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Re: RC: keeping feet warm & dry in rain?

My vote goes to Sorels.  I bought mine in Alaska about 15 years ago, they 
were guaranteed down to 40 below.  It DID get that cold in Fairbanks 
sometimes, but I wasn't riding up there, just walking, which keeps your feet 
warmer than riding, with your feet suspended in the stirrups, sometimes with 
a lot of pressure across the middle of your foot, which tends to slow 
circulation in your toes and make them colder.  

My sorels are about a size too big, which means I can put on extra socks if I 
need to, without making the boots tight.  If they feel tight, your feet will 
get cold faster.  I look real clunky in them, as I already have size 11 feet, 
but my feet stay warm.  I have had no problem using these with my easy ride 
stirrups, have even used them with standard English or Western stirrups, but 
if you put your toe in too far, they will get stuck.  Luckily, I don't lace 
mine very tight, and they would pull off if there was a problem.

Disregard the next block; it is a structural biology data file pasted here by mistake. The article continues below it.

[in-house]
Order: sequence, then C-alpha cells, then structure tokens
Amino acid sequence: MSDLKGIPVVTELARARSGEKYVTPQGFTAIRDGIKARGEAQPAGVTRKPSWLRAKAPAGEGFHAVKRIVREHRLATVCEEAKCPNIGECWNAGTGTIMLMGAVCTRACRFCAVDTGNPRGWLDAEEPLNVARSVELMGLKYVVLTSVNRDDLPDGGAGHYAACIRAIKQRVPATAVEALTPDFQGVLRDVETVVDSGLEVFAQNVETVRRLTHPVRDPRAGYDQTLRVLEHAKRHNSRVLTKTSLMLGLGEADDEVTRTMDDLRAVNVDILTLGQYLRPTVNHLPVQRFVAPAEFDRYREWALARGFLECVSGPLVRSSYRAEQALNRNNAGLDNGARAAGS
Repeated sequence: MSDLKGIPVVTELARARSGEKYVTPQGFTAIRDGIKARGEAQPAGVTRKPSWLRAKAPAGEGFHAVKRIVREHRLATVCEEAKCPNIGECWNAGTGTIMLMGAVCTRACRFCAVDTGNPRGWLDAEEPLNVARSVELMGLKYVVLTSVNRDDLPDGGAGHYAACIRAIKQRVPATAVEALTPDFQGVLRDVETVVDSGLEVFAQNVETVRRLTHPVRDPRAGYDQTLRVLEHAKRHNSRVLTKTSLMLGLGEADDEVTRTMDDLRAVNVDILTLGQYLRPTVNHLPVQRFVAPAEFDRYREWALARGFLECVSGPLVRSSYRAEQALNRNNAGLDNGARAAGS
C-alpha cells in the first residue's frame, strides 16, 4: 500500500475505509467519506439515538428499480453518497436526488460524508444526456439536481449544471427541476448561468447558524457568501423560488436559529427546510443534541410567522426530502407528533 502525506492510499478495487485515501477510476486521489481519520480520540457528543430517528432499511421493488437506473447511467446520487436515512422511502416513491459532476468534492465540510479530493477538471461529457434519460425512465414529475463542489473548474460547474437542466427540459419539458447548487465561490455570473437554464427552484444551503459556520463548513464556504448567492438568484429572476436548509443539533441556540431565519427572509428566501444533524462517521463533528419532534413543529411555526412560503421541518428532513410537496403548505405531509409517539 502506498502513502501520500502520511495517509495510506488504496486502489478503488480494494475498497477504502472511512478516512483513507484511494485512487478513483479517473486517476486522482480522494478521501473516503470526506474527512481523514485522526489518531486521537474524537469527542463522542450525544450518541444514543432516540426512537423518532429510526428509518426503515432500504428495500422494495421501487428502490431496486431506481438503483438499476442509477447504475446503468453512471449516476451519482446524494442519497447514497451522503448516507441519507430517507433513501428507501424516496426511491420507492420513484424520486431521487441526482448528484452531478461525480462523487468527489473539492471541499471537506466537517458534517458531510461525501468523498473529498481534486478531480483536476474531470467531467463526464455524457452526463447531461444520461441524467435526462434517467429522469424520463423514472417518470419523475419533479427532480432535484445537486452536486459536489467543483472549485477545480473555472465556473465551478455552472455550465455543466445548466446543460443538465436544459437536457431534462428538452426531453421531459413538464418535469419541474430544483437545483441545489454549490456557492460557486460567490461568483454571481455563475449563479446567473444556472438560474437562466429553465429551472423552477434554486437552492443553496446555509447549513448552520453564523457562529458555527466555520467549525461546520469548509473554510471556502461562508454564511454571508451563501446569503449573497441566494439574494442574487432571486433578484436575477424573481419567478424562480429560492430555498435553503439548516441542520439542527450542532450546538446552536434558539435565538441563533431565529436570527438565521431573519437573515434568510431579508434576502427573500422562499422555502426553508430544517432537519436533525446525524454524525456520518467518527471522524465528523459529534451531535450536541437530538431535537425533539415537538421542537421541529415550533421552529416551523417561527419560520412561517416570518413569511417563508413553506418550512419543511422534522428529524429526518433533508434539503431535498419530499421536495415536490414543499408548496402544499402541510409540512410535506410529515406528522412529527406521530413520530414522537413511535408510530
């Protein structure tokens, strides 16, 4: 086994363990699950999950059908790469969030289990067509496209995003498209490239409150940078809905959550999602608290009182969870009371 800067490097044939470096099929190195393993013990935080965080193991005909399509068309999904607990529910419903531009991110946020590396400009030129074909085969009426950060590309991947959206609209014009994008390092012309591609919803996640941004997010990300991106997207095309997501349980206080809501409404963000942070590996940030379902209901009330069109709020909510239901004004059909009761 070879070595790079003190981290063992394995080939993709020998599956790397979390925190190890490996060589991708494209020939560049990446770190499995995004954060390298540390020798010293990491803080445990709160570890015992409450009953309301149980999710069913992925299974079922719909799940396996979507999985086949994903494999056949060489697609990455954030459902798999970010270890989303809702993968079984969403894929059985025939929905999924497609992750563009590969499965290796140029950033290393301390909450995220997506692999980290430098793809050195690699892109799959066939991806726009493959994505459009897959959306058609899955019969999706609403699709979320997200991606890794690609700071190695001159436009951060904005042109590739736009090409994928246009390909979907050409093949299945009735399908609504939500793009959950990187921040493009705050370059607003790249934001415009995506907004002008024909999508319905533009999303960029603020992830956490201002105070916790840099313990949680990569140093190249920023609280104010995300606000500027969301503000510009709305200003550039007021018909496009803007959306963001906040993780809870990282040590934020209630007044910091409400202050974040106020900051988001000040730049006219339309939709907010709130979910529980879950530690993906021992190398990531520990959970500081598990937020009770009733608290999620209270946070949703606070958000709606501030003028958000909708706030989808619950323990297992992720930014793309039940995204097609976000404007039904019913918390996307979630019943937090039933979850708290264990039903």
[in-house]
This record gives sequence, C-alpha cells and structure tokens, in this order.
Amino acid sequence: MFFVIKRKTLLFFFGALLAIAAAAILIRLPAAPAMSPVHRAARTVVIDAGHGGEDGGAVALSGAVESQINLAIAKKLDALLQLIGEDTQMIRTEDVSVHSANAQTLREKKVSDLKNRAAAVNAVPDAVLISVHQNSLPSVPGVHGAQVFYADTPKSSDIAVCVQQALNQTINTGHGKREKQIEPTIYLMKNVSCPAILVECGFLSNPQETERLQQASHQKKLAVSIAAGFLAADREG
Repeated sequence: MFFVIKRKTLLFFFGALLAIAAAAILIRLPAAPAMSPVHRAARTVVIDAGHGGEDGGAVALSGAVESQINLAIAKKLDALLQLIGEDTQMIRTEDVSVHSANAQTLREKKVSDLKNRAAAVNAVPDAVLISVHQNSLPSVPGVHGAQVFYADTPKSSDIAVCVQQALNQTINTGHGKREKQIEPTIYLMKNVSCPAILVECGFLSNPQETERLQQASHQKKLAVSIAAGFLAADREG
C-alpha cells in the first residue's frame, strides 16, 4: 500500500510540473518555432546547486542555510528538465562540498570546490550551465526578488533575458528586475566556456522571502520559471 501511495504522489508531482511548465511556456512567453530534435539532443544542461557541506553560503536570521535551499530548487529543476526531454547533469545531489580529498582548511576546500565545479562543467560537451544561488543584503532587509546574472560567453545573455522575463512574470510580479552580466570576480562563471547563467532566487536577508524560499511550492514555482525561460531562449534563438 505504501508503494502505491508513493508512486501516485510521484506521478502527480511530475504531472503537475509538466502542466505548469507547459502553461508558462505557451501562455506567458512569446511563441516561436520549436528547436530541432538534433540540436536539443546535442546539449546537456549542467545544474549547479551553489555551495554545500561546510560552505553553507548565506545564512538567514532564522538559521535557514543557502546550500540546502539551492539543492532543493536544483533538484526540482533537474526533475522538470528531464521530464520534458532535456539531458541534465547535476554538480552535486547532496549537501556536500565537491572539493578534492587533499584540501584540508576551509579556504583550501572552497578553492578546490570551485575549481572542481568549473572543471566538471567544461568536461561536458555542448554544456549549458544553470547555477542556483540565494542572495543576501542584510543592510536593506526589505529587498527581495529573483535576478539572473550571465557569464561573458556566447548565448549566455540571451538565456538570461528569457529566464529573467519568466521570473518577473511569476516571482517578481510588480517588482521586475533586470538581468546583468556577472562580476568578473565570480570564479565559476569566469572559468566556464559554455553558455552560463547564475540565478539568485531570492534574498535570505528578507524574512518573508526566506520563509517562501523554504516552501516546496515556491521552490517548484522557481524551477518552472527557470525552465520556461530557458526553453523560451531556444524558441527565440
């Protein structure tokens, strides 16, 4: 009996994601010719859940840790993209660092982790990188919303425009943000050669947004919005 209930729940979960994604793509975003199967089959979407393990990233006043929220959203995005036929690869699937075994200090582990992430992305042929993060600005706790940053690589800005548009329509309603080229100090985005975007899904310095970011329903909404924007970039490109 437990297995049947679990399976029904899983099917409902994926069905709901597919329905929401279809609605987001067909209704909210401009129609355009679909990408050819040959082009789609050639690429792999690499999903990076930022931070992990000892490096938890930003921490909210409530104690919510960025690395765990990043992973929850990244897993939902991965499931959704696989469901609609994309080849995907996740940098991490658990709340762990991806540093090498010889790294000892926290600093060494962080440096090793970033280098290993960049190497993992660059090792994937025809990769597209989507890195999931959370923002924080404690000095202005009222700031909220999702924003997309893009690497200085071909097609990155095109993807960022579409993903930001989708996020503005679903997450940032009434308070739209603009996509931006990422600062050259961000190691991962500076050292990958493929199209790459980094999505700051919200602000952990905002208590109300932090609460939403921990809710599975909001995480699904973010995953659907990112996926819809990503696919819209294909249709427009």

The most important thing is to buy the boots at least a half size to a size 
bigger than your regular boot.  For me, the Ariat Extremes did not keep my 
feet warm, just like gloves with Thinsulate don't really do it.  

As far as socks, most Alaskans know you start with a pair of thinner socks 
that have a wicking material, like Thorlo's, then put a pair of wool socks 
over them, as wool keeps it's insulating power even when wet.  And my sorels 
are rubber lowers with leather uppers.  I use Mink oil on all my boots to 
keep them water proof.  I have to put it on every month or so, as we have 
abrasive soil that kind of wears it off.  There may be better treatments, 
like a silicone spray, but the mink oil also conditions the leather.  

If your out riding and your feet start to get cold, get off and walk or jog 
for a little bit BEFORE they get too cold, the added circulation will keep 
them warmer.  

We ride til the ground freezes, then it's too hard on the horses' feet.  If 
you have softer footing, no reason you couldn't ride most of the winter.  
Have fun,  jeri

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